If you are that taxpayer and you are employed by a company who has international offices and wind up working overseas, there may be tax consequences you should to be aware of. Whether you are only spending six months or spending several years working abroad, as long as you remain a US citizen, you must still file a U.S. federal tax return, and in most cases, pay income taxes on the money you earn while abroad. A good place to start is with Form 2555. The U.S. Tax Form 2555, is provided to assist with figuring out if you have a foreign earned-income exclusion or a housing exclusion or deduction.
Now, in addition to federal income taxes, the country you work in likely has a set of tax policy rules that you must also abide by while working abroad. It is important that you familiarize yourself with those. The first and most important question you should ask yourself is, in which countries do I have tax obligations — this is especially important if you periodically travel to or work out of more than one country.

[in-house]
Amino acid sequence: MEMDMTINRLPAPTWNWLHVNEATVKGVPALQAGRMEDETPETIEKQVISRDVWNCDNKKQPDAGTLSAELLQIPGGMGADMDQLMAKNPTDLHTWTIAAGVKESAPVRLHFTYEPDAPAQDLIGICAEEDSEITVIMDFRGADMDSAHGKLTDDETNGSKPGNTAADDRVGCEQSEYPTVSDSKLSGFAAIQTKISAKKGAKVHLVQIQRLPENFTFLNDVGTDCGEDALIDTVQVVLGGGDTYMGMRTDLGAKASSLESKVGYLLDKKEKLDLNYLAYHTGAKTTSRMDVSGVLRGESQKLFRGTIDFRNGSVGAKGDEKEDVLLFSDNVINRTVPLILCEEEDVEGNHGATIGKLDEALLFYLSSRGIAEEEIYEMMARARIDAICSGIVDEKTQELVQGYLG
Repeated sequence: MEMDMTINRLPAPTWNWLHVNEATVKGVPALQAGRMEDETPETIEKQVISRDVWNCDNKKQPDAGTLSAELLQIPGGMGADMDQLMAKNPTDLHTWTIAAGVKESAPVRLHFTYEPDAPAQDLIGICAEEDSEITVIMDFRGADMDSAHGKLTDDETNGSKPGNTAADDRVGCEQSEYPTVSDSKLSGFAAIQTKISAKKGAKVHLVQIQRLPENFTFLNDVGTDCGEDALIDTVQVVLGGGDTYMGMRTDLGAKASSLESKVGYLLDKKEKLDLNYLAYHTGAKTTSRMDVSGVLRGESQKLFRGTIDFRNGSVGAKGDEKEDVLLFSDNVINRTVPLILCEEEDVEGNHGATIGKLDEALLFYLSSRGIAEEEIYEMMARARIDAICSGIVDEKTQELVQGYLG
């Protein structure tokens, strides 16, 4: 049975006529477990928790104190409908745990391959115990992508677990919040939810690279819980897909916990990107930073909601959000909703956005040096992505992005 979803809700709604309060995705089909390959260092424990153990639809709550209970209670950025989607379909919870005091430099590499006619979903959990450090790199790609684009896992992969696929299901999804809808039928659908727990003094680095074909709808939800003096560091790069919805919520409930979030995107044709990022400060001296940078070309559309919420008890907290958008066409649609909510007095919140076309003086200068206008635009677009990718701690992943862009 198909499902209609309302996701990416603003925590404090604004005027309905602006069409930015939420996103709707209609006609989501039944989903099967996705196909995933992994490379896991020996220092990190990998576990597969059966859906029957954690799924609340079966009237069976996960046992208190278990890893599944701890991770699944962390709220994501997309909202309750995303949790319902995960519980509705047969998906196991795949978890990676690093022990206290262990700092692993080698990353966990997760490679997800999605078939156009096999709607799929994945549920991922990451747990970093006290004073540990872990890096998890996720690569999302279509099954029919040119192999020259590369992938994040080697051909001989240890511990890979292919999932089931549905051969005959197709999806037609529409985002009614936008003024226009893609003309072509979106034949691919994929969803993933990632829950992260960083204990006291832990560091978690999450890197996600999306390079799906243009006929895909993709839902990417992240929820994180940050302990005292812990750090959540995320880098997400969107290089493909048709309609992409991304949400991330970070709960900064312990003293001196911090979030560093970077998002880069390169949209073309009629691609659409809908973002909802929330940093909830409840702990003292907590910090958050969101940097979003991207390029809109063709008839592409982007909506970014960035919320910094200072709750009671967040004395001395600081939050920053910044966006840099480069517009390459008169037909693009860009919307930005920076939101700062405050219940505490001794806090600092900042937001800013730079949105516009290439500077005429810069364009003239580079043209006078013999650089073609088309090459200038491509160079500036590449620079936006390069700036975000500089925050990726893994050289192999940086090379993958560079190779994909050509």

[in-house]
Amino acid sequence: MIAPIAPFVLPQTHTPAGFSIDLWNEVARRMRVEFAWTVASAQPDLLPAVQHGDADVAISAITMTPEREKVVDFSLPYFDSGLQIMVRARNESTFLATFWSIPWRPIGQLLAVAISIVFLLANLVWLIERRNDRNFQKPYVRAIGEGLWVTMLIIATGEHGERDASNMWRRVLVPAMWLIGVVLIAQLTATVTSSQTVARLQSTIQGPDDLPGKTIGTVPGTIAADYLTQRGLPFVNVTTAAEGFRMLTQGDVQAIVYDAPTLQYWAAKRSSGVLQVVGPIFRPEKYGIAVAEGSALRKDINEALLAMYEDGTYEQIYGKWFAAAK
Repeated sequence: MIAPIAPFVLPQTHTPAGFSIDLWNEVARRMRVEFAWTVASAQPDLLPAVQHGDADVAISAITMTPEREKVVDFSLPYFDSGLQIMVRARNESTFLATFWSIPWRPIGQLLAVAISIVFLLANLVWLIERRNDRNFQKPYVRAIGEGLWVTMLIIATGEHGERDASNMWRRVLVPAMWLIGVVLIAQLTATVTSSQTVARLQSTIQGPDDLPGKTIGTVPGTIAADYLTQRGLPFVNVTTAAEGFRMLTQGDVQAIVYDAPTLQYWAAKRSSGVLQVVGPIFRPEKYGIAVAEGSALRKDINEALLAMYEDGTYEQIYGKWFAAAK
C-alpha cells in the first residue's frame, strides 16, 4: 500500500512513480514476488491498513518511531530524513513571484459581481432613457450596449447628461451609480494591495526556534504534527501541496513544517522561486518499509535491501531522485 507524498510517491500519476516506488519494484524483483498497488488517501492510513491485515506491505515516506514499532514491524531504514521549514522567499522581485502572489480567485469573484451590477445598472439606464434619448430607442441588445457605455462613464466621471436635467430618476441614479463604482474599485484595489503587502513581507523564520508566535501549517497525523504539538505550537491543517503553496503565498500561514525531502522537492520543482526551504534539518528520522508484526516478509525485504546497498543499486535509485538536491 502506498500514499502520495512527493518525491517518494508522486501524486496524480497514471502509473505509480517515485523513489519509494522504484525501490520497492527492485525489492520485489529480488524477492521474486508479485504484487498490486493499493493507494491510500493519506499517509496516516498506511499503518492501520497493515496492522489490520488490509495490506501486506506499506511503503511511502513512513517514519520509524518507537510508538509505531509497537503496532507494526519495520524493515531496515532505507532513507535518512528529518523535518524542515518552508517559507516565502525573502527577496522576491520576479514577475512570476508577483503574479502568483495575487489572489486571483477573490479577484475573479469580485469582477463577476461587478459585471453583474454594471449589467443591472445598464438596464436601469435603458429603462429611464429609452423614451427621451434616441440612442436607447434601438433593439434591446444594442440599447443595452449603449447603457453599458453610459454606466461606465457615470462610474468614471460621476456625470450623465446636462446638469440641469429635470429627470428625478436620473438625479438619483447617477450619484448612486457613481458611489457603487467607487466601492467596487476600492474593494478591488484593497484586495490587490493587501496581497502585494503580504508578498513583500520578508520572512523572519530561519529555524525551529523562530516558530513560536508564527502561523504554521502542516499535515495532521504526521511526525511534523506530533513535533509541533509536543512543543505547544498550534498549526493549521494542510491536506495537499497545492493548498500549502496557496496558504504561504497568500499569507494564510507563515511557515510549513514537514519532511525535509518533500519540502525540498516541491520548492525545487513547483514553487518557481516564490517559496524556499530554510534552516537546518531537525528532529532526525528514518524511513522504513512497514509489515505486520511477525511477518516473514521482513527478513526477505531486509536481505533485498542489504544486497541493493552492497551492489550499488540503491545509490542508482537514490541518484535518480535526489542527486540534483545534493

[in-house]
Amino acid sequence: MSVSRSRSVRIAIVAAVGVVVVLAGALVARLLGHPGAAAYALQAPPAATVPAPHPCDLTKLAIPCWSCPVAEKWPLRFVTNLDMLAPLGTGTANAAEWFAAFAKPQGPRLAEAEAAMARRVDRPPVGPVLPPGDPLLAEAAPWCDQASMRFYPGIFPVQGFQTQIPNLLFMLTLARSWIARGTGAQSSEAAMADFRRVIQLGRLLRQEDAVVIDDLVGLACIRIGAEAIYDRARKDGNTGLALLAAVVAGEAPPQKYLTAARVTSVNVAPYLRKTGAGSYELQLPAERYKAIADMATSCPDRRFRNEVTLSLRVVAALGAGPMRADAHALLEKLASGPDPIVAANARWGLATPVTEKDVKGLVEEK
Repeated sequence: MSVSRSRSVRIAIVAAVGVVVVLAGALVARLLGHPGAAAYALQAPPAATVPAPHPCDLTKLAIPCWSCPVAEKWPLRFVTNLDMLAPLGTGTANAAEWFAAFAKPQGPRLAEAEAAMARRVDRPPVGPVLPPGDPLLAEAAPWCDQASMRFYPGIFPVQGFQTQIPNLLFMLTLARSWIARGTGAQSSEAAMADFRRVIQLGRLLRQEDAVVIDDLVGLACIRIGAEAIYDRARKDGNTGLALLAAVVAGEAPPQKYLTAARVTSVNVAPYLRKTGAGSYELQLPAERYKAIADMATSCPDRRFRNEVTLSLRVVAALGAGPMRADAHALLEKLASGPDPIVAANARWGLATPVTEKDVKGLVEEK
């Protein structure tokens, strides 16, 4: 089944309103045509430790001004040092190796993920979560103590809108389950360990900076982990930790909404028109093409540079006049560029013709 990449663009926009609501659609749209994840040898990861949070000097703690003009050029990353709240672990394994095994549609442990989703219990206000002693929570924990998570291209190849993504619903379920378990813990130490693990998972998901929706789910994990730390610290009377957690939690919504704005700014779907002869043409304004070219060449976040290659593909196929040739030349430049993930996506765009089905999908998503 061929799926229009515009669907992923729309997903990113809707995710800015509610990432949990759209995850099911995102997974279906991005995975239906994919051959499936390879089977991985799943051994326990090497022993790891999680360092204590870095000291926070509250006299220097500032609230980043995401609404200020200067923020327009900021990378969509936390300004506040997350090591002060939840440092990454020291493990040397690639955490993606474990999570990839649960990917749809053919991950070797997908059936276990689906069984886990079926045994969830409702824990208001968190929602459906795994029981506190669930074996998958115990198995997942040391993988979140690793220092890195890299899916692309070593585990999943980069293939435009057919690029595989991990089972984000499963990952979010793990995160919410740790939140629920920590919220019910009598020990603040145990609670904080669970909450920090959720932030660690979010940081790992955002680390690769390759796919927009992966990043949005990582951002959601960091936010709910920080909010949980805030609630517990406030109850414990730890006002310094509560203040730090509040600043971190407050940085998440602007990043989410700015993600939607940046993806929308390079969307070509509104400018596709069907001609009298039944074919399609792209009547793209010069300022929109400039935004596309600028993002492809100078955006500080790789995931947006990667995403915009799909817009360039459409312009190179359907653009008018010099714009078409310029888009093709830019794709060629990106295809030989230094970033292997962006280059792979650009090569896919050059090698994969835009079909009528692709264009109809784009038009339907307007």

As a U.S. citizen or resident alien abroad you are allowed an automatic 2-month extension to file. If you file a Form 4868 , you may also be granted an additional six-month extension of time to file your tax return. There are a couple of exclusions to this rule, however. One is you may not be ordered by the court to file by the regular due date. The other is if you are asking to IRS to figure your tax for you. It is important to ask for the extension by the April 15th due date for taxes.
Now, please remember, paying taxes to the country in which you have been working, does not necessarily relieve you from an obligation to file U.S. income taxes remotely. If you end up paying foreign taxes to a foreign country or a U.S. possession, it is possible you can take either a credit or an itemized deduction for those tax payments on your U.S. tax return. The IRS specifies which foreign taxes qualify for the tax credit when on their website. It can be found by searching for “international tax payers”. You may also find it helpful to review the Tax Guide they have published for U.S. Citizens and Resident Aliens abroad.